Last week I spoke to David Worsell, VP Europe of Tarmac (www.tarmac.io). A company that designs, builds, scales and supports software. They are located in several countries from where they offer their services. I found this conversation interesting because our services are complementary. Fairbanks builds and supports open cloud infrastructures, whereas Tarmac offers the design of UX/UI, software development, DevOps, Product Management and Data Science; the resulting products are naturally hosted on cloud infrastructures.
They have a best practice approach for the delivery of software products which consists of 10 steps. Each step has been developed and refined based on the experience and institutional knowledge within the software engineering teams and industry best practice. This ensures projects are delivered quickly, accurately, and to exacting quality standards.
This best practice supports rapid iterations of the product and allows technical teams to move towards a Continuous Delivery (CD) environment. This means ensuring Unit Tests are introduced into the code so releases can be automated whenever possible. This approach has proven to be extremely effective as part of a high-quality software development environment. It benefits because multiple releases can be made in a single day, removing delays to launch new features and correcting issues without having to wait for weekly/bi-weekly sprints to conclude.
In this blog I will share their best practice: the Tarmac10.
1. Single-purpose branches ensure one change per branch.
- Small changes are easier to manage, ensuring quality control.
- Code can be tested quickly and effectively in isolation.
- The codebase is always stabilized, even with multiple contributors and a high rate of change.
2. Common code style that ensures a consistent approach everyone can follow.
- Clean code is easier to read, maintain, and build upon.
- Clarity and efficiency make our teams happier and more productive.
3. Rigorous mandatory automated tests at every stage helps to avoid problems later on.
- Unit tests reduces mistakes and speeds up development.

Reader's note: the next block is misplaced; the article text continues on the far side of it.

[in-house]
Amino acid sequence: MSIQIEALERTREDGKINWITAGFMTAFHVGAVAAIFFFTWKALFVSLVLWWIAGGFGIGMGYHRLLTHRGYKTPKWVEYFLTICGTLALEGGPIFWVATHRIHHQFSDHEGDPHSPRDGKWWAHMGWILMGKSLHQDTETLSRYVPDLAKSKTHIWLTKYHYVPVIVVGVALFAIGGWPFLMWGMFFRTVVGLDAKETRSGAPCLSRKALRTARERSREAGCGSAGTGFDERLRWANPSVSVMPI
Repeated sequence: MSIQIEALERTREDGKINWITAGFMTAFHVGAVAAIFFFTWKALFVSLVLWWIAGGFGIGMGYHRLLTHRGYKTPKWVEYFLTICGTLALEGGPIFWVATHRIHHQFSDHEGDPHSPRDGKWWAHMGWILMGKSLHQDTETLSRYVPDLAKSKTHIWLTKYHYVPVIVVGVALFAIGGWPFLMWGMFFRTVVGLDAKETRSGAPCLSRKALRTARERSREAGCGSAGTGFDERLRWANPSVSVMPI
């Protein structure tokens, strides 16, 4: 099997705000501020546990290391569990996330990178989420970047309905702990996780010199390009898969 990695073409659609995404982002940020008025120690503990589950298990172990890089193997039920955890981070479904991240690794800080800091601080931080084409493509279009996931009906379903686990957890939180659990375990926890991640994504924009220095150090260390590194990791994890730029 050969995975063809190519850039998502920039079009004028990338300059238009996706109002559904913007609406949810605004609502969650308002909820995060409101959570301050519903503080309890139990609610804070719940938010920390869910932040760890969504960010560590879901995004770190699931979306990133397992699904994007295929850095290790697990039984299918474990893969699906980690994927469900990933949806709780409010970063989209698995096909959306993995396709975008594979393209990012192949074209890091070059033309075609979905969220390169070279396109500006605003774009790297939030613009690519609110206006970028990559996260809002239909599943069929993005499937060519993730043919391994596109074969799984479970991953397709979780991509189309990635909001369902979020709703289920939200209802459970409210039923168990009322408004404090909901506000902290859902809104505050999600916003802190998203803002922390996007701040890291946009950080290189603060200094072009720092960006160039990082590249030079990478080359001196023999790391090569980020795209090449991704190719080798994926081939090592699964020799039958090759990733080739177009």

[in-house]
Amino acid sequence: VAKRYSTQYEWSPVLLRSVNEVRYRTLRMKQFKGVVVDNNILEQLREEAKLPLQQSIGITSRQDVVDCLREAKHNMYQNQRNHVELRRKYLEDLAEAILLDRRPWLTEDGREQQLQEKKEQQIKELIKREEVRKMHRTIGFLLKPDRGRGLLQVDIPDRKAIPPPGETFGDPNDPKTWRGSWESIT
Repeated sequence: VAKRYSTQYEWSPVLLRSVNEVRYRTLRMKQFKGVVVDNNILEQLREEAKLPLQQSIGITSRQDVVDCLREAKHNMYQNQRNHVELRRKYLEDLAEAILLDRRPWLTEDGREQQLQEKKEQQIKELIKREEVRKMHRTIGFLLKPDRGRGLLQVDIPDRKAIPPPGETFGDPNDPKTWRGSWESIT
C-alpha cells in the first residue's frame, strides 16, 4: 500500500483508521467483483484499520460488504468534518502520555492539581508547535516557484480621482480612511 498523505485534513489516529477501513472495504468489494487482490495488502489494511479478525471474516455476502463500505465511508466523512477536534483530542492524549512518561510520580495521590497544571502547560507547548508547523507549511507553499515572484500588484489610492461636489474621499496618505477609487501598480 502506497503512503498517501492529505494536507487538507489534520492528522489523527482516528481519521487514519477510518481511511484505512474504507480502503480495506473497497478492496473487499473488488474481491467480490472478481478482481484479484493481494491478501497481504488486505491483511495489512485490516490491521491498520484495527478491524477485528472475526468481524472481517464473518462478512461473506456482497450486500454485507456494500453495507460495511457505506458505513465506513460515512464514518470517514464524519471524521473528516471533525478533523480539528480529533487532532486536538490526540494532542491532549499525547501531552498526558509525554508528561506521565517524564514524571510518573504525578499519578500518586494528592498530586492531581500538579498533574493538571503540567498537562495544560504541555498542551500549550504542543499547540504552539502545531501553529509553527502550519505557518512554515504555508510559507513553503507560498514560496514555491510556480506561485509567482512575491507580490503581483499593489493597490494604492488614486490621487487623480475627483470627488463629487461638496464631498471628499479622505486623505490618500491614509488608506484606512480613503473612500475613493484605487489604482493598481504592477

- Developers “own” the quality of the code.
- A consistent peer review system with fresh sets of eyes on every change.
4. Continuous integration (CI) accelerates product development and mitigates the risk of bugs.
- All contributors have access to test outcomes and project progress.
- Clear communication across the team enables streamlined launch.
- Clients can confidently and continuously push work quickly and efficiently.
5. Pull requests are a shared responsibility that ensures exceptional product quality.
- Software engineering teams share expertise and develop faster.
- Client teams benefit from proven best practices.
- Impeccable version control reduces the risk of errors.
6. Mandatory internal and external peer reviews ensures product quality.
- Product teams learn, adapt, and improve as they execute on projects.
- Code defects are spotted early, avoiding bugs.
7. Code repository hygiene creates seamless development across teams.
- You don’t waste your client’s time or resources working on irrelevant code.
- You ensure code is easily understood by all parties.
- Development environments are always clean, tidy, and organized.
8. Continuous delivery. To keep your products ahead of the competition.
- One change per branch speeds up enhancement or bug-fix delivery.
- Drives rapid, daily feedback.
- Focus on zero downtime deployments.
9. Daily status emails maintain momentum and clarity.
- You can report on the project with confidence because you see our progress every day.
- By communicating clearly and openly, you overcome challenges quickly.
- You communicate efficiently across teams, speeding up development and promoting innovation.
10. Daily “stand-ups”. Quality time together, at your convenience.
- Daily stand-ups ensure regular and purposeful communication.
- Speak to the team – every day.
- Understand and resolve blockers quickly.
- Keep the project moving.
David says: “Tarmac’s uses this agile approach to great success on behalf of the clients for whom we develop software products, however, it can equally be adopted by all businesses to ensure that high-quality deliverables are produced on time and within budget with the flexibility to adapt as needs and requirements evolve”. We at Fairbanks and 42on build and manage programmable, open infrastructures, to host software pipelines on. And we do that with our own software code: our automation templates, monitoring to alerting, inventory scripts, health checks, deployment scripts and API-interactions are our software, resulting in working cloud platforms. In a future blog I will investigate and show how these Tarmac10 relate to our day to day cloud operations.
I am very curious to get to know your way of working. Do you recognize above best practice or do you use your own?